A Florida woman was slapped with a $750 fine with the threat of more to come if she doesn’t stop offering nutritional advice. The fine was in response to the state’s claim that she was operating as an unlicensed dietitian – even though she never claimed to be a licensed dietitian. Of the many questions that aren’t being asked, one that concerns criminal justice reform advocates most is, “Should these actions have been criminalized in the first place?” The answer is no.
Every American should find this concerning. The woman in question is Heather Kokesch Del Castillo, and her story as an entrepreneur is a familiar one. She embarked on her dream to own her own business after leaving a job that wasn’t fulfilling. Despite California’s reputation for being overly-regulated, the certified holistic health coach did not run in to any occupational licensing barriers while in the Golden State. However, that all changed when she moved to Florida.
Del Castillo moved her business to Florida because that is where the Air Force relocated her husband. Though the business did well, it was forced to shut down two years later, after unwittingly running afoul of the state’s occupational licensing laws. As any entrepreneur will admit, businesses die on their own all the time. The death of a dream is understandably disappointing. However, a dead dream at the hands of overregulation is a very different–and costly–kind of disappointment.
What crime is she really guilty of? Is offering solicited health advice in an era where diabetes is rampant really a crime? If so, what about the people who solicit such advice? Will Florida next make it a crime to ask a health coach for advice? One hopes not, but with state and federal regulations multiplying like gremlins, it’s reasonable to ask, “Where will the line will be drawn?”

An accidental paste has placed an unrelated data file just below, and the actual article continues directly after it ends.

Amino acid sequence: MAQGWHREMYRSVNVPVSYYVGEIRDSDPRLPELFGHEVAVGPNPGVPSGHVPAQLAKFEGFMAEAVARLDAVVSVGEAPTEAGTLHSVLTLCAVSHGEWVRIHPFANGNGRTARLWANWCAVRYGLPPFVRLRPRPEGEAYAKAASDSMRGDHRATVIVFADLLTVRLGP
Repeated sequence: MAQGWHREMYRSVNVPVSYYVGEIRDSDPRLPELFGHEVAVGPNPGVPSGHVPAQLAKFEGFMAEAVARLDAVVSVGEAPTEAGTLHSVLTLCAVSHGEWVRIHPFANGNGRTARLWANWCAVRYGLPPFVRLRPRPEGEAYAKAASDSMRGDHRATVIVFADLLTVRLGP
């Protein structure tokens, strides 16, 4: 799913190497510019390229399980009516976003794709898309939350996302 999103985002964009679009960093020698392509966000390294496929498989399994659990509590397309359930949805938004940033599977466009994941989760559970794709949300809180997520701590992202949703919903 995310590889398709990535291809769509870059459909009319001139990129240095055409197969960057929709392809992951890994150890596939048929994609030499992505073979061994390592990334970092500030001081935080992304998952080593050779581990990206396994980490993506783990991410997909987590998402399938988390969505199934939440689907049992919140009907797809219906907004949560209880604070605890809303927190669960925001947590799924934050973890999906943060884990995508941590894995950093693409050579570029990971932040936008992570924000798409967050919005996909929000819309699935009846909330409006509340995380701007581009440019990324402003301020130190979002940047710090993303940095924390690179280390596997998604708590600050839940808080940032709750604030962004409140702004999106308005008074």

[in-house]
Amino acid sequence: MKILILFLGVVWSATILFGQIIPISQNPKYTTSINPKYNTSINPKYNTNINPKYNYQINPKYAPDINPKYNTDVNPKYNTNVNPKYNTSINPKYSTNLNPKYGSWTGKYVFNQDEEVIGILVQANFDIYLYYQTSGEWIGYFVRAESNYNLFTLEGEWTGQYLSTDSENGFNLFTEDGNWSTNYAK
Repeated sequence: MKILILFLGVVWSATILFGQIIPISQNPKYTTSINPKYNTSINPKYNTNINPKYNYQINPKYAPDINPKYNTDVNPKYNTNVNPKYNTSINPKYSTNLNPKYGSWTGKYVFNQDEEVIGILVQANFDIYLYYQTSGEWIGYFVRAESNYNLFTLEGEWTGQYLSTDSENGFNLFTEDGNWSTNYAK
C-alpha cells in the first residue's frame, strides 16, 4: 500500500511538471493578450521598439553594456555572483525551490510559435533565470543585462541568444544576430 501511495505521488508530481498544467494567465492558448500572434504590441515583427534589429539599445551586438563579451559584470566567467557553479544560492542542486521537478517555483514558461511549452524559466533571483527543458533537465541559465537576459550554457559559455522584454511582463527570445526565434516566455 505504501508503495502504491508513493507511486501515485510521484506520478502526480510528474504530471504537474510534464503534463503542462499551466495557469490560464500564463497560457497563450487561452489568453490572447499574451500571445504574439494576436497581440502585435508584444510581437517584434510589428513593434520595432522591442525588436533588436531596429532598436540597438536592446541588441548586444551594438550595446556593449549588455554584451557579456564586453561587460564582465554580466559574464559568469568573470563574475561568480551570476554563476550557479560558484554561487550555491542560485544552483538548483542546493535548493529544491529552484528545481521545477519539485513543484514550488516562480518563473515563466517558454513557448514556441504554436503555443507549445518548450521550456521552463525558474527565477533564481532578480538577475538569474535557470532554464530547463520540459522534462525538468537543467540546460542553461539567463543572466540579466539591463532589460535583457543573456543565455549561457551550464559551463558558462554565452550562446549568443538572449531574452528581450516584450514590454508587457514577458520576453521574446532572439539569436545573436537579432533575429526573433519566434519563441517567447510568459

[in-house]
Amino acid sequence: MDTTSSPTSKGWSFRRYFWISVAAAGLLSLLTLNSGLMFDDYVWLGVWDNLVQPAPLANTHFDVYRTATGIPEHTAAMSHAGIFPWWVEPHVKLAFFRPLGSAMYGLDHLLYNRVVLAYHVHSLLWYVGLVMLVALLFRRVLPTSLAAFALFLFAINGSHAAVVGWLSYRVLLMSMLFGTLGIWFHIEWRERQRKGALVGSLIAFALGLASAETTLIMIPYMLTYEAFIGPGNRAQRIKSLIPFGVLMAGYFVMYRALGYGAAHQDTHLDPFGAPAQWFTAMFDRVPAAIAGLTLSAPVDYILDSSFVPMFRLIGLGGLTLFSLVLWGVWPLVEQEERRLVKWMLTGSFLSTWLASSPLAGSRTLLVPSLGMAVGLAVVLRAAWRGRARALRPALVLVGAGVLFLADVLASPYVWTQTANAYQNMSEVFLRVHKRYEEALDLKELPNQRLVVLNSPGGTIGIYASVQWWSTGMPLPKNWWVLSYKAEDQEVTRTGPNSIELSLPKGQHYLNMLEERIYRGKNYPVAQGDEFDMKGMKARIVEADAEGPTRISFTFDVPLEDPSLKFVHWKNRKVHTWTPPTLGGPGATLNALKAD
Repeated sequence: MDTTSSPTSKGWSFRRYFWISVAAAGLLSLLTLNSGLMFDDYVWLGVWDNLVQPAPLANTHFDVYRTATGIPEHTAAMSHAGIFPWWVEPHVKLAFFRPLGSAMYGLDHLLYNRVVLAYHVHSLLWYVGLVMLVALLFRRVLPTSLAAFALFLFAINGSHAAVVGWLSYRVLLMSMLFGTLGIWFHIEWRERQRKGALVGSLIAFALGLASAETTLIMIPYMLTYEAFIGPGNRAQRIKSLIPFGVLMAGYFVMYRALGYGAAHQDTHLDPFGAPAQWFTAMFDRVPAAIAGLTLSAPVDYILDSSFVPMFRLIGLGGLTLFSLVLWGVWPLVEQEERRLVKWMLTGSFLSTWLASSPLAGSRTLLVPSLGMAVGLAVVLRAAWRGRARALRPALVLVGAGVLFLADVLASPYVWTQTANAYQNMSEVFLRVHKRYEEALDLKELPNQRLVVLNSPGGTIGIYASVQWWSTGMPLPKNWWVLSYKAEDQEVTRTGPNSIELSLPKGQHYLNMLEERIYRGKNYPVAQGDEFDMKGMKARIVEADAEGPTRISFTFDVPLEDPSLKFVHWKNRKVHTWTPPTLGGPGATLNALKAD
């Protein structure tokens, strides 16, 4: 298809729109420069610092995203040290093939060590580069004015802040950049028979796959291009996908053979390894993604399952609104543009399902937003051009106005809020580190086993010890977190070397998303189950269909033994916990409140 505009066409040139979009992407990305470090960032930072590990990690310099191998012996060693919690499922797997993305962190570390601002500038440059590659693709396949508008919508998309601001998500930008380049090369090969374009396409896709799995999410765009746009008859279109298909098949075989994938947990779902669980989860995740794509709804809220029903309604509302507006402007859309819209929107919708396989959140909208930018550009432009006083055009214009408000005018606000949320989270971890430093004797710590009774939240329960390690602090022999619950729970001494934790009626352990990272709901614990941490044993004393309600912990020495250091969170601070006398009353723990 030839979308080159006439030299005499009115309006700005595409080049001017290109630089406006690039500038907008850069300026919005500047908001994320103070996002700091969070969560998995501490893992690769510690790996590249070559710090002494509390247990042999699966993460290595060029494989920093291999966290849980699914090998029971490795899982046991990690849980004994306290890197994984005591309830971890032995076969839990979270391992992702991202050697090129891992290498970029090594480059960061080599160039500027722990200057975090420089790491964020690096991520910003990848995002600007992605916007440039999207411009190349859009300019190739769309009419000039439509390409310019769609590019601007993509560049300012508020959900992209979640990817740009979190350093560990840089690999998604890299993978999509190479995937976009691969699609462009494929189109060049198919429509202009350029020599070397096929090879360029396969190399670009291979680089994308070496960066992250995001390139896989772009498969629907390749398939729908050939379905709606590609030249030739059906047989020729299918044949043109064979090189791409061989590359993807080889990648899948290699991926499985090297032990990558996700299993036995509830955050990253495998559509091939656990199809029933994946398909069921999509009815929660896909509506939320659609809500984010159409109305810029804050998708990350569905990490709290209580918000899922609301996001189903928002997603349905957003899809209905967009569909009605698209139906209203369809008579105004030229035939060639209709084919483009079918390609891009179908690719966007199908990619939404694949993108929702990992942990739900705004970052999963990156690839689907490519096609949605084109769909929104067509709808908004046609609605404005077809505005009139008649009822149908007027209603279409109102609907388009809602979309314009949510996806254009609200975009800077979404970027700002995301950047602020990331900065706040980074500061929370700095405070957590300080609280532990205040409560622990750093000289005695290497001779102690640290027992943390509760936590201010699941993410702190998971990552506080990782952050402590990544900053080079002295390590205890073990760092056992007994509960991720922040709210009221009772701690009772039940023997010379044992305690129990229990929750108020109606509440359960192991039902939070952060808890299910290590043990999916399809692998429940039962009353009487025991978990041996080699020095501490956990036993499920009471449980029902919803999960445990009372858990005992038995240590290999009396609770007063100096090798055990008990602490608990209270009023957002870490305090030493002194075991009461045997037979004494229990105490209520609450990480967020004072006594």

The Institute for Justice (IJ), a liberty-oriented public interest law firm, recently took up Del Castillo’s case against the state of Florida. As a means for protecting the First Amendment, IJ is defending the sensible position that, “adults have the right to talk to other adults about what to buy at the grocery store.” It’s reform groups like IJ that help prevent state and federal governments from doling out fines to unsuspecting Americans for actions that should never have been criminalized in the first place. Such occupational licensing laws, under the guise of leveling the playing field, are instead criminalizing broad swaths of mundane behavior.
If Del Castillo had been advertising her services with verbiage that untruthfully made claim of possessing a dietitian license, Florida would be right to issue a fine. That’s the sort of unscrupulous business behavior that’s appropriately subject to potential regulation—and perhaps through civil action. Instead, Del Castillo was merely targeted by her competition and forced out of business. The only other option was to embark on the extensive journey of earning a bachelor’s degree in the appropriate field, completing 900 hours of supervised practice, taking a test, and paying fees. That’s what Florida’s dietitian license requires.
Though concerned by Castillo’s case, we’re far from discouraged about the outlook for regulatory reform in the U.S. Overcriminalization is something that is popping up again and again – especially at the federal level. For instance, just this past week, Congress reintroduced two criminal justice reform bills that uniquely address the issue of overcriminalization. With these bills, Congress has an immense opportunity to change the landscape of America’s justice system.